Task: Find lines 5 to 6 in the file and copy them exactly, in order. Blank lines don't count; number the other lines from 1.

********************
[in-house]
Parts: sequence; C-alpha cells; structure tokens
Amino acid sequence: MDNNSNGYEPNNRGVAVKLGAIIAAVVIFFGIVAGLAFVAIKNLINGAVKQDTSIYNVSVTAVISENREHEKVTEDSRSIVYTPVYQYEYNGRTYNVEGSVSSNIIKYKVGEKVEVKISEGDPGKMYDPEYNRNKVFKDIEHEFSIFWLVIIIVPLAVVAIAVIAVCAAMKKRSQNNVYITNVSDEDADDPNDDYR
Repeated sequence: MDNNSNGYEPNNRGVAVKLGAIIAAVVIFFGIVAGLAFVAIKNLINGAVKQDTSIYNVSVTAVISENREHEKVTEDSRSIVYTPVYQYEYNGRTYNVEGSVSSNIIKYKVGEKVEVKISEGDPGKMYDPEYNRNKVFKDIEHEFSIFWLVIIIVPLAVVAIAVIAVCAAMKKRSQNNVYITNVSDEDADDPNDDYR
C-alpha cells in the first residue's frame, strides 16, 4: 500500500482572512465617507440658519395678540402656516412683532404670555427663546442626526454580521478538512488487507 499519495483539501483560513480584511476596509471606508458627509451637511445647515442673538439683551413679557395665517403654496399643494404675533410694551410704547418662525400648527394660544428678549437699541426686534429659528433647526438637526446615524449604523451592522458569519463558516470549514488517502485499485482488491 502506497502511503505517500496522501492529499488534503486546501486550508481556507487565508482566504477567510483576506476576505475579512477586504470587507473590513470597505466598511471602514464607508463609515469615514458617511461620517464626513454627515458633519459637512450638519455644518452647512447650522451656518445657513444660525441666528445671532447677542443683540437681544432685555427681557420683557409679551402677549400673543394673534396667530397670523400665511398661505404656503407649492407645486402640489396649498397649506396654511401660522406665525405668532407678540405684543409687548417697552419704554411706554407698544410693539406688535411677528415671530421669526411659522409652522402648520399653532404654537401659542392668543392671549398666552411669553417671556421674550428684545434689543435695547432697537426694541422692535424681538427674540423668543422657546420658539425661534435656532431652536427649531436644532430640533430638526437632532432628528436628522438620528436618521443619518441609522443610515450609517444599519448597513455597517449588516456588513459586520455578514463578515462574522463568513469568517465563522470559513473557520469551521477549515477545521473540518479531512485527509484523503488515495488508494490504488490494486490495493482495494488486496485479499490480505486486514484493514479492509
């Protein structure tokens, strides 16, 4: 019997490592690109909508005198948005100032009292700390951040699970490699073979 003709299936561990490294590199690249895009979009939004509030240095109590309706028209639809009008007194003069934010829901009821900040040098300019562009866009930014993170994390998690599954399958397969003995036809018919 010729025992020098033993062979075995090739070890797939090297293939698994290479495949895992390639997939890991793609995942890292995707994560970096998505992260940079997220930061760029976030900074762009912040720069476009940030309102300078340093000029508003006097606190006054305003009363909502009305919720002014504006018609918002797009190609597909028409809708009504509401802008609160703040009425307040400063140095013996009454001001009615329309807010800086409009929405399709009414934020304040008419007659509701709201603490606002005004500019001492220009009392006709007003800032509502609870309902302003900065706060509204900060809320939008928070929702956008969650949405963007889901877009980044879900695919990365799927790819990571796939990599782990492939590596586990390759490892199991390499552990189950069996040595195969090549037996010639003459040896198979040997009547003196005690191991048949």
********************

C-alpha cells in the first residue's frame, strides 16, 4: 500500500482572512465617507440658519395678540402656516412683532404670555427663546442626526454580521478538512488487507 499519495483539501483560513480584511476596509471606508458627509451637511445647515442673538439683551413679557395665517403654496399643494404675533410694551410704547418662525400648527394660544428678549437699541426686534429659528433647526438637526446615524449604523451592522458569519463558516470549514488517502485499485482488491 502506497502511503505517500496522501492529499488534503486546501486550508481556507487565508482566504477567510483576506476576505475579512477586504470587507473590513470597505466598511471602514464607508463609515469615514458617511461620517464626513454627515458633519459637512450638519455644518452647512447650522451656518445657513444660525441666528445671532447677542443683540437681544432685555427681557420683557409679551402677549400673543394673534396667530397670523400665511398661505404656503407649492407645486402640489396649498397649506396654511401660522406665525405668532407678540405684543409687548417697552419704554411706554407698544410693539406688535411677528415671530421669526411659522409652522402648520399653532404654537401659542392668543392671549398666552411669553417671556421674550428684545434689543435695547432697537426694541422692535424681538427674540423668543422657546420658539425661534435656532431652536427649531436644532430640533430638526437632532432628528436628522438620528436618521443619518441609522443610515450609517444599519448597513455597517449588516456588513459586520455578514463578515462574522463568513469568517465563522470559513473557520469551521477549515477545521473540518479531512485527509484523503488515495488508494490504488490494486490495493482495494488486496485479499490480505486486514484493514479492509
């Protein structure tokens, strides 16, 4: 019997490592690109909508005198948005100032009292700390951040699970490699073979 003709299936561990490294590199690249895009979009939004509030240095109590309706028209639809009008007194003069934010829901009821900040040098300019562009866009930014993170994390998690599954399958397969003995036809018919 010729025992020098033993062979075995090739070890797939090297293939698994290479495949895992390639997939890991793609995942890292995707994560970096998505992260940079997220930061760029976030900074762009912040720069476009940030309102300078340093000029508003006097606190006054305003009363909502009305919720002014504006018609918002797009190609597909028409809708009504509401802008609160703040009425307040400063140095013996009454001001009615329309807010800086409009929405399709009414934020304040008419007659509701709201603490606002005004500019001492220009009392006709007003800032509502609870309902302003900065706060509204900060809320939008928070929702956008969650949405963007889901877009980044879900695919990365799927790819990571796939990599782990492939590596586990390759490892199991390499552990189950069996040595195969090549037996010639003459040896198979040997009547003196005690191991048949």